Girl on a Plane: An exclusive extract of the novelisation inspired by the 1970 Palestinian fighters hijack

Girl on a Plane

An exclusive extract of the novelisation inspired by the 1970 Palestinian fighters hijack
Why Frederick Forsyth's spying days could spell disaster for today's journalists

Why Frederick Forsyth's spying days could spell disaster for today's journalists

The author of 'The Day of the Jackal' has revealed he spied for MI6 while a foreign correspondent
Markus Persson: If being that rich is so bad, why not just give it all away?

That's a bit rich

The billionaire inventor of computer game Minecraft says he is bored, lonely and isolated by his vast wealth. If it’s that bad, says Simon Kelner, why not just give it all away?
Euro 2016: Chris Coleman on course to end half a century of hurt for Wales

Coleman on course to end half a century of hurt for Wales

Wales last qualified for major tournament in 1958 but after several near misses the current crop can book place at Euro 2016 and end all the indifference
Rugby World Cup 2015: The tournament's forgotten XV

Forgotten XV of the rugby World Cup

Now the squads are out, Chris Hewett picks a side of stars who missed the cut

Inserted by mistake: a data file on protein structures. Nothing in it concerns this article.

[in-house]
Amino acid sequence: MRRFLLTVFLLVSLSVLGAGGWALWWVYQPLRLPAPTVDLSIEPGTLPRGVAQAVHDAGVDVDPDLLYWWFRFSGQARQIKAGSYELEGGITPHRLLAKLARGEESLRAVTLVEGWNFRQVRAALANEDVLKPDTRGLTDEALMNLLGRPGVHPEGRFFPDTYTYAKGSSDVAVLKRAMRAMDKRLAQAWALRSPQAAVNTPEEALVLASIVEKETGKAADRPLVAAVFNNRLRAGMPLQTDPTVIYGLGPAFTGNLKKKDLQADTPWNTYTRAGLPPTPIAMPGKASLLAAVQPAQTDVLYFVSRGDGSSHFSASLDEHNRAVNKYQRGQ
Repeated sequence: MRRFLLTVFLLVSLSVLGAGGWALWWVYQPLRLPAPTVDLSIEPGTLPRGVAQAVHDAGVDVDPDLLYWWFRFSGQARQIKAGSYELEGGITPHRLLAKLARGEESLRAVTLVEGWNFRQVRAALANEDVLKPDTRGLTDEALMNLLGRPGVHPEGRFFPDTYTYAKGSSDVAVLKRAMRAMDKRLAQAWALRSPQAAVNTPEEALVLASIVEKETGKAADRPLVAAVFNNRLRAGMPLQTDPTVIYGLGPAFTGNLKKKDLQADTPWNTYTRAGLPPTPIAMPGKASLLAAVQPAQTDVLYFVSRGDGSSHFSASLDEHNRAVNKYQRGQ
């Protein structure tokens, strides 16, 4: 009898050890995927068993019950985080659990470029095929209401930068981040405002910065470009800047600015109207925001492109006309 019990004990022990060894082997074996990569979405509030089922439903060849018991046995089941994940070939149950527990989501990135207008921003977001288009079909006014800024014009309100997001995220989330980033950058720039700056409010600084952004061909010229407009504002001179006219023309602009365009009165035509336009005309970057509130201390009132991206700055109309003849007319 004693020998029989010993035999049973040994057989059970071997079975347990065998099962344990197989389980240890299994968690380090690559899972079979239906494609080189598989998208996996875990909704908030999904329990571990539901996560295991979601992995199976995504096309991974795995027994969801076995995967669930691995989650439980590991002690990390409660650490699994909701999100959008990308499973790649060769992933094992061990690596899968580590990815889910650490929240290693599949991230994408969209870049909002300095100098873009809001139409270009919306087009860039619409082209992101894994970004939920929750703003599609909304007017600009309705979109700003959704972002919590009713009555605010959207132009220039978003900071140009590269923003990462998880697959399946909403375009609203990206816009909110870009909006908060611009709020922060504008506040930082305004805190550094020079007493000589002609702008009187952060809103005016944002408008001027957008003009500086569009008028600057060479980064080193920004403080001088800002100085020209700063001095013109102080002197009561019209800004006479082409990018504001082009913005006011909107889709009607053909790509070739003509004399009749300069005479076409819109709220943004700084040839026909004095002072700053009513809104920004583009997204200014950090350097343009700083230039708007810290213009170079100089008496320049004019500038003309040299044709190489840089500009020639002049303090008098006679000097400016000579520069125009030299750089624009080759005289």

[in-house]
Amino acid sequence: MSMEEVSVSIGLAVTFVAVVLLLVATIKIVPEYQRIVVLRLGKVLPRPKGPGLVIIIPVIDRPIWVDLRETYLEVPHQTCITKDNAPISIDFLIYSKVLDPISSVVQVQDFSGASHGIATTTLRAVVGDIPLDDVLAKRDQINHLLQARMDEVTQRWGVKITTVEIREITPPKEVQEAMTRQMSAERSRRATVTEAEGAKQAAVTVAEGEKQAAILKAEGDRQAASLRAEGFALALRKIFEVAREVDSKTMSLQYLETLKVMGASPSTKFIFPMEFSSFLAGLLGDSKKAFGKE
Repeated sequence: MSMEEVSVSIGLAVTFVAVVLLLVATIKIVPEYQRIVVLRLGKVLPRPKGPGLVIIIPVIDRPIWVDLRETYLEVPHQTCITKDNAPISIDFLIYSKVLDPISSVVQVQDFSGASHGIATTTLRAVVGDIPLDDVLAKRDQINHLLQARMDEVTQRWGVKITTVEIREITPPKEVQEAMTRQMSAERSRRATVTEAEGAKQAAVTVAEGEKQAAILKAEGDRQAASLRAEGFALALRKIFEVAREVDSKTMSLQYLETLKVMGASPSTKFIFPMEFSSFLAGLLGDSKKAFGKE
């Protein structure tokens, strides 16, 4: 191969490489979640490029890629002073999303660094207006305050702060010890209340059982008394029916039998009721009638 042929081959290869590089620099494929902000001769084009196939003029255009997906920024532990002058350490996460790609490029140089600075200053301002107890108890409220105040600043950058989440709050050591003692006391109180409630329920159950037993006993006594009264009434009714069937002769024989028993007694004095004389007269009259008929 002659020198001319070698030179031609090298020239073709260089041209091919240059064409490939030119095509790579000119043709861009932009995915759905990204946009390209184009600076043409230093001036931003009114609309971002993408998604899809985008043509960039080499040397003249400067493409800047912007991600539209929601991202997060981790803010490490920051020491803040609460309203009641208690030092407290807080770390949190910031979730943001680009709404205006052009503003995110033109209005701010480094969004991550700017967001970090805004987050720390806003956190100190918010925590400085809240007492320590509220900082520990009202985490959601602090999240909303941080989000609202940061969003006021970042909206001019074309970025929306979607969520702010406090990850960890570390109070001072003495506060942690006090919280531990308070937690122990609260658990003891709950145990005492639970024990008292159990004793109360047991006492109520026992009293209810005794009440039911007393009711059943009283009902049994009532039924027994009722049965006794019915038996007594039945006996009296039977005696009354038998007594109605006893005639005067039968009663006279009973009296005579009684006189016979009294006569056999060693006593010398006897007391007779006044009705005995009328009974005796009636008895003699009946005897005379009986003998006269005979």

A groundbreaking study of 'Britain's Atlantis' long buried at the bottom of the North Sea could revolutionise how we see our prehistoric past

Britain's Atlantis

Scientific study beneath North Sea could revolutionise how we see the past
The Queen has 'done and said nothing that anybody will remember,' says Starkey

The Queen has 'done and said nothing that anybody will remember'

David Starkey's assessment
Oliver Sacks said his life has been 'an enormous privilege and adventure'

'An enormous privilege and adventure'

Oliver Sacks writing about his life
'Gibraltar is British, and it is going to stay British forever'

'Gibraltar is British, and it is going to stay British forever'

The Rock's Chief Minister hits back at Spanish government's 'lies'
Britain is still addicted to 'dirty coal'

Britain still addicted to 'dirty' coal

Biggest energy suppliers are more dependent on fossil fuel than a decade ago
Orthorexia nervosa: How becoming obsessed with healthy eating can lead to malnutrition

Orthorexia nervosa

How becoming obsessed with healthy eating can lead to malnutrition
Lady Chatterley is not obscene, says TV director

Lady Chatterley’s Lover

Director Jed Mercurio on why DH Lawrence's novel 'is not an obscene story'
Farmers in tropical forests are training ants to kill off bigger pests

Set a pest to catch a pest

Farmers in tropical forests are training ants to kill off bigger pests